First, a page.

Here we explore ways of transforming laser radiation into incoherent and coherent electromagnetic radiation using laserdriven plasma waves. We present several examples based on the laser wakefield accelerator (LWFA) and show that the electron beam and radiation from the LWFA has several unique characteristics compared with conventional devices. We show that the energy spread can be much smaller than 1% at 130-150 MeV. This makes LWFAs useful tools for scientists undertaking time resolved probing of matter subject to stimuli. They also make excellent imaging tools. We present experimental evidence that ultra-short XUV pulses, as short as 30 fs, are produced directly from an undulator driven by a LWFA, due to the electron bunches having a duration of a few femtoseconds. By extending the electron energy to 1 GeV, and for 1-2 fs duration pulses of 2 nm radiation peak powers of several MW per pC can be produced. The increased charge at higher electron energies will increase the peak power to GW levels, making the LWFA driven synchrotron an extremely useful source with a spectral range extending into the water window. With the reduction in size afforded by using LWFA driven radiation sources, and with the predicted advances in laser stability and repletion rate, ultra-short pulse radiation sources should become more affordable and widely used, which could change the way science is done.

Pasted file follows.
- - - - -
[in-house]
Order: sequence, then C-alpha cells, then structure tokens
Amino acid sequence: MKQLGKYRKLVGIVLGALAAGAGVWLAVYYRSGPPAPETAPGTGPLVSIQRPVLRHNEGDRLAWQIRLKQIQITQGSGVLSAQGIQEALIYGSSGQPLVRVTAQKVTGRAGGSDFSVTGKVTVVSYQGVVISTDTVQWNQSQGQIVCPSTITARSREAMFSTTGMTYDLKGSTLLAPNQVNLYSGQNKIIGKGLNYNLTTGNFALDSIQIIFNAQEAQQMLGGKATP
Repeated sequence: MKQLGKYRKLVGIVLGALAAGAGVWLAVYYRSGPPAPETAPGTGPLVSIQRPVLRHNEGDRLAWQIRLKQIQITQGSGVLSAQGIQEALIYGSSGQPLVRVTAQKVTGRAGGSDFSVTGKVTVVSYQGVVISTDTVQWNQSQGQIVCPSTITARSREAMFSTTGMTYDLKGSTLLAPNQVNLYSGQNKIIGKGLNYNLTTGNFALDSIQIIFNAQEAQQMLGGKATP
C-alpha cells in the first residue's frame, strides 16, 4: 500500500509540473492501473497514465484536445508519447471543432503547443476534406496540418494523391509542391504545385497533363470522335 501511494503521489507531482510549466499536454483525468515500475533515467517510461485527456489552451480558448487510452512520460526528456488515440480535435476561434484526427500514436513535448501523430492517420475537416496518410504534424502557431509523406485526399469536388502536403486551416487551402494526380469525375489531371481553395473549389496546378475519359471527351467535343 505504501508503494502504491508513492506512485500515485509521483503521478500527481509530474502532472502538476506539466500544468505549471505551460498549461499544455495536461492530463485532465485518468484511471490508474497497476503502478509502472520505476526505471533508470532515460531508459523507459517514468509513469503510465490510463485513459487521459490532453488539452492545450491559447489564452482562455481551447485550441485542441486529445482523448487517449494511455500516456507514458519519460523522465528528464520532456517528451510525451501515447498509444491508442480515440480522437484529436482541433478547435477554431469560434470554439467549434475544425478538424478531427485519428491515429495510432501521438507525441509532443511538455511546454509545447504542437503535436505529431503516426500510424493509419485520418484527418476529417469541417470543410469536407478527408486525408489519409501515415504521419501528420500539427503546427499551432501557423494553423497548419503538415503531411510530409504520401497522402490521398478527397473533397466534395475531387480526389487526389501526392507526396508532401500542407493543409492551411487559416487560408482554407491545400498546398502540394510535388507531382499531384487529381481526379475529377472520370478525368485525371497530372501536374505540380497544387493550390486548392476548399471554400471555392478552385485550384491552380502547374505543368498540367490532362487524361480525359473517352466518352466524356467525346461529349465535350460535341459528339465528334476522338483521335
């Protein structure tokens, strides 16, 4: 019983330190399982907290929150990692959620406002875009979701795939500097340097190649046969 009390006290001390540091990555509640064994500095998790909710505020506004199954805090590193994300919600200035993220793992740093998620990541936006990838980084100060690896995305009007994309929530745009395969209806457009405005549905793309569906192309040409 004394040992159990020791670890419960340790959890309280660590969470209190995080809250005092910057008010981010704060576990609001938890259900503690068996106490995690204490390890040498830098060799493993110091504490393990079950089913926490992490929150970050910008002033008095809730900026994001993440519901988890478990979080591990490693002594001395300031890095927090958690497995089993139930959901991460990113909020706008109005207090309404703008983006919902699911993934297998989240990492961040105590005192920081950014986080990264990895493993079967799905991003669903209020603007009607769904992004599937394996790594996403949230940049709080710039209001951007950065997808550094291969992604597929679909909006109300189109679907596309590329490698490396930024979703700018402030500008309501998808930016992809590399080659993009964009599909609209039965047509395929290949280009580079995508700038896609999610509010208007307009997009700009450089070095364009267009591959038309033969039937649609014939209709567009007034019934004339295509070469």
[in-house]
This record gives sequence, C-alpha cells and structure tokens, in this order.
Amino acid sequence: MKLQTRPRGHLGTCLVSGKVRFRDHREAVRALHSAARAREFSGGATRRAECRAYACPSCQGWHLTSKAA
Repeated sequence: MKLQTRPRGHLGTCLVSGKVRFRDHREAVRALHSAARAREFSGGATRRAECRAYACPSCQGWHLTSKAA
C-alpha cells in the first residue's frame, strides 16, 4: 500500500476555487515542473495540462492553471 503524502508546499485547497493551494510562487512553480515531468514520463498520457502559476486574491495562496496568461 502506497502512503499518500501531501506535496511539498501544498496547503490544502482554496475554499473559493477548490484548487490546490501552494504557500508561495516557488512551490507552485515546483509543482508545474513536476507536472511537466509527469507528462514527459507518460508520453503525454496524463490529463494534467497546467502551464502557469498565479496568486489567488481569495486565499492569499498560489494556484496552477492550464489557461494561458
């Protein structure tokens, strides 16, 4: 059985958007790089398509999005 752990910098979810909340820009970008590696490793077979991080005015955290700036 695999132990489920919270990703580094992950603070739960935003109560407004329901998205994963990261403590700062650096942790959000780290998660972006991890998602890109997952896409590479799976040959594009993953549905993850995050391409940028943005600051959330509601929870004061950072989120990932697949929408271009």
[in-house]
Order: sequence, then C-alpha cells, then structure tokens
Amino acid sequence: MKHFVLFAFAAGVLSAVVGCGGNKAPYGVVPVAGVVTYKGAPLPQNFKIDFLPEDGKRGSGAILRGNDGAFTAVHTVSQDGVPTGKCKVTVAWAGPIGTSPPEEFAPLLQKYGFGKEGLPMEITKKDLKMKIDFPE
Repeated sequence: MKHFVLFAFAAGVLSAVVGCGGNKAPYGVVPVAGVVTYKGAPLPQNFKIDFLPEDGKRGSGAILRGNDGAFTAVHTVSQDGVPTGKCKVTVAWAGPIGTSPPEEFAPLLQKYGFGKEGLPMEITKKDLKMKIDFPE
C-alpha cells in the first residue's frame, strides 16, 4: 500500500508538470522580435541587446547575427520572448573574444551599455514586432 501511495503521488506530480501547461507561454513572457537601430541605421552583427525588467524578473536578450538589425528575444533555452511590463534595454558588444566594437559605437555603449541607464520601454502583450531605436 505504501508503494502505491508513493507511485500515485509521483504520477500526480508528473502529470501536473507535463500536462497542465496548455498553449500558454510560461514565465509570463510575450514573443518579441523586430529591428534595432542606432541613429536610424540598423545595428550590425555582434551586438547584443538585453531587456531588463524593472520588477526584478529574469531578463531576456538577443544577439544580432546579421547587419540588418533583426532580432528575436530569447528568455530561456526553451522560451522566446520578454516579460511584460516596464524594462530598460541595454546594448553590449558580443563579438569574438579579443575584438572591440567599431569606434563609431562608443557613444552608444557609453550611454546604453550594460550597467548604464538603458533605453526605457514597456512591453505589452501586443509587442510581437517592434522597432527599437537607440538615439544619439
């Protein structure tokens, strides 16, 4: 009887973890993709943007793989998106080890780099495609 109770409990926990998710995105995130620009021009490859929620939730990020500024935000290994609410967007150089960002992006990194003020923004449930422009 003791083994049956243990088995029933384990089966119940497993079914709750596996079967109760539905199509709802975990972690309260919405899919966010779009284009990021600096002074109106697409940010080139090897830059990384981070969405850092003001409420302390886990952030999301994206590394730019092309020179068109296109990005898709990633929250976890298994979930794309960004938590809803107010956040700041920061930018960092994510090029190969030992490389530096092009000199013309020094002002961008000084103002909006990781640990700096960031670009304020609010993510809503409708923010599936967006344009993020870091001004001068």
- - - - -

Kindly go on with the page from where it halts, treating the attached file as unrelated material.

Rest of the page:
The increasing demand for high laser powers is placing huge demands on current laser technology. This is now reaching a limit, and to realise the existing new areas of research promised at high intensities, new cost-effective and technically feasible ways of scaling up the laser power will be required. Plasma-based laser amplifiers may represent the required breakthrough to reach powers of tens of petawatt to exawatt, because of the fundamental advantage that amplification and compression can be realised simultaneously in a plasma medium, which is also robust and resistant to damage, unlike conventional amplifying media. Raman amplification is a promising method, where a long pump pulse transfers energy to a lower frequency, short duration counter-propagating seed pulse through resonant excitation of a plasma wave that creates a transient plasma echelon that backscatters the pump into the probe. Here we present the results of an experimental campaign conducted at the Central Laser Facility. Pump pulses with energies up to 100 J have been used to amplify sub-nanojoule seed pulses to near-joule level. An unprecedented gain of eight orders of magnitude, with a gain coefficient of 180 cm−1 has been measured, which exceeds high-power solid-state amplifying media by orders of magnitude. High gain leads to strong competing amplification from noise, which reaches similar levels to the amplified seed. The observation of 640 Jsr−1 directly backscattered from noise, implies potential overall efficiencies greater than 10%.